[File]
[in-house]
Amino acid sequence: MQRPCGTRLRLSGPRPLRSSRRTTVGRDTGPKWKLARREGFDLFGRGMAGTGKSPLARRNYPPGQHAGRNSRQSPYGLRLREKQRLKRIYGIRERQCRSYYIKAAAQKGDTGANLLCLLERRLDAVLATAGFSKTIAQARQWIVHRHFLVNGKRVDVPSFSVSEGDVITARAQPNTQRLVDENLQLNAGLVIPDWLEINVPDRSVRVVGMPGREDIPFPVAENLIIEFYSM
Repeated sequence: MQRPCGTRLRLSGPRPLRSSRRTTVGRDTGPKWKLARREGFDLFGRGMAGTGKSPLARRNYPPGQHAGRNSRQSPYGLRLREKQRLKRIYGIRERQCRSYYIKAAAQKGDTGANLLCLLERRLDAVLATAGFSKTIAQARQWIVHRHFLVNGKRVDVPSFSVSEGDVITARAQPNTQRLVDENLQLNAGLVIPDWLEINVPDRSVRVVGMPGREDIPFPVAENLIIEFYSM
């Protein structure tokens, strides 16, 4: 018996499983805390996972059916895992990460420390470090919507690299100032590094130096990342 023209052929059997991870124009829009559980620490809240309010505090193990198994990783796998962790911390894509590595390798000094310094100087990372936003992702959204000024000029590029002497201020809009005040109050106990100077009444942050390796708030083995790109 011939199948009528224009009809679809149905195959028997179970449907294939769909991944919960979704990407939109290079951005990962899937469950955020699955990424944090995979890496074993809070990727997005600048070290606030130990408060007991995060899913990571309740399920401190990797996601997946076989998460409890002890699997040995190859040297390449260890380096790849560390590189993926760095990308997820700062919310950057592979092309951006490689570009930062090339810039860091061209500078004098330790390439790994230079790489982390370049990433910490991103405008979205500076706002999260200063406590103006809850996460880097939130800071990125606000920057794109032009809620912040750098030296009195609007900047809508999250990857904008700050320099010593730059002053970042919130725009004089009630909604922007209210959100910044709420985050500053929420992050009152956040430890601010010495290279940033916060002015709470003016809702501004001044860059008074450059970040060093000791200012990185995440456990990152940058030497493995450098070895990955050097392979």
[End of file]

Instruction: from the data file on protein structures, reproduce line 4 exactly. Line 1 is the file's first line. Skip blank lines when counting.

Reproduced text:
């Protein structure tokens, strides 16, 4: 018996499983805390996972059916895992990460420390470090919507690299100032590094130096990342 023209052929059997991870124009829009559980620490809240309010505090193990198994990783796998962790911390894509590595390798000094310094100087990372936003992702959204000024000029590029002497201020809009005040109050106990100077009444942050390796708030083995790109 011939199948009528224009009809679809149905195959028997179970449907294939769909991944919960979704990407939109290079951005990962899937469950955020699955990424944090995979890496074993809070990727997005600048070290606030130990408060007991995060899913990571309740399920401190990797996601997946076989998460409890002890699997040995190859040297390449260890380096790849560390590189993926760095990308997820700062919310950057592979092309951006490689570009930062090339810039860091061209500078004098330790390439790994230079790489982390370049990433910490991103405008979205500076706002999260200063406590103006809850996460880097939130800071990125606000920057794109032009809620912040750098030296009195609007900047809508999250990857904008700050320099010593730059002053970042919130725009004089009630909604922007209210959100910044709420985050500053929420992050009152956040430890601010010495290279940033916060002015709470003016809702501004001044860059008074450059970040060093000791200012990185995440456990990152940058030497493995450098070895990955050097392979």